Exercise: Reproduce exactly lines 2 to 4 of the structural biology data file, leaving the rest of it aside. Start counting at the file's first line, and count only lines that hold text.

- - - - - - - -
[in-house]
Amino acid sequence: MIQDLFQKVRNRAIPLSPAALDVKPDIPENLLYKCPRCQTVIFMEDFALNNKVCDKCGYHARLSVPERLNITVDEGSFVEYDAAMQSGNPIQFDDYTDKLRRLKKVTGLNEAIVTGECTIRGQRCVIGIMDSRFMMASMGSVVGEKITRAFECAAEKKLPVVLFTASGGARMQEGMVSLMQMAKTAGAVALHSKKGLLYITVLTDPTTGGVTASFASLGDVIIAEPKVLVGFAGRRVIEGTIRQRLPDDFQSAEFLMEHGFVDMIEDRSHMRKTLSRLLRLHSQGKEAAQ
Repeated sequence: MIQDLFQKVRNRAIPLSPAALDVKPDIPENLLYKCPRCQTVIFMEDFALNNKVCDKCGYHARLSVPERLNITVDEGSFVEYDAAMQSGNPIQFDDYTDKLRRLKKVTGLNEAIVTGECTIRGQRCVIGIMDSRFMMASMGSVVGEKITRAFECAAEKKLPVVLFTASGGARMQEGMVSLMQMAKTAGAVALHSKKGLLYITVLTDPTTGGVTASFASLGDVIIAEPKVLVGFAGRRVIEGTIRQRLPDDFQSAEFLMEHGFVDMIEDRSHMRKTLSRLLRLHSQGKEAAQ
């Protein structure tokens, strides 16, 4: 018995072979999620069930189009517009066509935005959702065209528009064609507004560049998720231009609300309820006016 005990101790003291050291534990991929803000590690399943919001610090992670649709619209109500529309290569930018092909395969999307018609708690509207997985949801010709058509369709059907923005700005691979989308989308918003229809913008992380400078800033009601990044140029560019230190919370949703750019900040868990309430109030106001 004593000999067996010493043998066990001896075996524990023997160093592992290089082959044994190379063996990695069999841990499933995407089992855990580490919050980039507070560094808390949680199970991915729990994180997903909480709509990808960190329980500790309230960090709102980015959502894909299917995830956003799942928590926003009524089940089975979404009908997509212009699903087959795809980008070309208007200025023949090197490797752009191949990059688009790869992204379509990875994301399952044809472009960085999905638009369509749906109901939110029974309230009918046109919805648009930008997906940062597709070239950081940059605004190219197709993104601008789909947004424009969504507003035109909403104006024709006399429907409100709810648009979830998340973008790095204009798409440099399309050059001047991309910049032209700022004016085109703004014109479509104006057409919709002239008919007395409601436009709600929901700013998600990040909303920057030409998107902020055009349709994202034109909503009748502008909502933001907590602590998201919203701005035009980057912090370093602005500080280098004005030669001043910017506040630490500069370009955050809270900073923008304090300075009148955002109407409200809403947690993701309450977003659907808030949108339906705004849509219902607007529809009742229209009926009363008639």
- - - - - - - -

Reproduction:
Amino acid sequence: MIQDLFQKVRNRAIPLSPAALDVKPDIPENLLYKCPRCQTVIFMEDFALNNKVCDKCGYHARLSVPERLNITVDEGSFVEYDAAMQSGNPIQFDDYTDKLRRLKKVTGLNEAIVTGECTIRGQRCVIGIMDSRFMMASMGSVVGEKITRAFECAAEKKLPVVLFTASGGARMQEGMVSLMQMAKTAGAVALHSKKGLLYITVLTDPTTGGVTASFASLGDVIIAEPKVLVGFAGRRVIEGTIRQRLPDDFQSAEFLMEHGFVDMIEDRSHMRKTLSRLLRLHSQGKEAAQ
Repeated sequence: MIQDLFQKVRNRAIPLSPAALDVKPDIPENLLYKCPRCQTVIFMEDFALNNKVCDKCGYHARLSVPERLNITVDEGSFVEYDAAMQSGNPIQFDDYTDKLRRLKKVTGLNEAIVTGECTIRGQRCVIGIMDSRFMMASMGSVVGEKITRAFECAAEKKLPVVLFTASGGARMQEGMVSLMQMAKTAGAVALHSKKGLLYITVLTDPTTGGVTASFASLGDVIIAEPKVLVGFAGRRVIEGTIRQRLPDDFQSAEFLMEHGFVDMIEDRSHMRKTLSRLLRLHSQGKEAAQ
């Protein structure tokens, strides 16, 4: 018995072979999620069930189009517009066509935005959702065209528009064609507004560049998720231009609300309820006016 005990101790003291050291534990991929803000590690399943919001610090992670649709619209109500529309290569930018092909395969999307018609708690509207997985949801010709058509369709059907923005700005691979989308989308918003229809913008992380400078800033009601990044140029560019230190919370949703750019900040868990309430109030106001 004593000999067996010493043998066990001896075996524990023997160093592992290089082959044994190379063996990695069999841990499933995407089992855990580490919050980039507070560094808390949680199970991915729990994180997903909480709509990808960190329980500790309230960090709102980015959502894909299917995830956003799942928590926003009524089940089975979404009908997509212009699903087959795809980008070309208007200025023949090197490797752009191949990059688009790869992204379509990875994301399952044809472009960085999905638009369509749906109901939110029974309230009918046109919805648009930008997906940062597709070239950081940059605004190219197709993104601008789909947004424009969504507003035109909403104006024709006399429907409100709810648009979830998340973008790095204009798409440099399309050059001047991309910049032209700022004016085109703004014109479509104006057409919709002239008919007395409601436009709600929901700013998600990040909303920057030409998107902020055009349709994202034109909503009748502008909502933001907590602590998201919203701005035009980057912090370093602005500080280098004005030669001043910017506040630490500069370009955050809270900073923008304090300075009148955002109407409200809403947690993701309450977003659907808030949108339906705004849509219902607007529809009742229209009926009363008639």